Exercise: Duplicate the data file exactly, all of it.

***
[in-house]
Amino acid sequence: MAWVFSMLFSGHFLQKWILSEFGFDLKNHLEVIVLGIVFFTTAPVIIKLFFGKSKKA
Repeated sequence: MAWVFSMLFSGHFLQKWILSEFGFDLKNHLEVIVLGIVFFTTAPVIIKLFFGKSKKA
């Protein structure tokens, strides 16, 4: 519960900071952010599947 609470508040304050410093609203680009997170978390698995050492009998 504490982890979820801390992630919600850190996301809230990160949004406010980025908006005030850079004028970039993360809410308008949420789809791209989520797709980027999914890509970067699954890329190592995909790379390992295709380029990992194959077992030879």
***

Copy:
[in-house]
Amino acid sequence: MAWVFSMLFSGHFLQKWILSEFGFDLKNHLEVIVLGIVFFTTAPVIIKLFFGKSKKA
Repeated sequence: MAWVFSMLFSGHFLQKWILSEFGFDLKNHLEVIVLGIVFFTTAPVIIKLFFGKSKKA
């Protein structure tokens, strides 16, 4: 519960900071952010599947 609470508040304050410093609203680009997170978390698995050492009998 504490982890979820801390992630919600850190996301809230990160949004406010980025908006005030850079004028970039993360809410308008949420789809791209989520797709980027999914890509970067699954890329190592995909790379390992295709380029990992194959077992030879």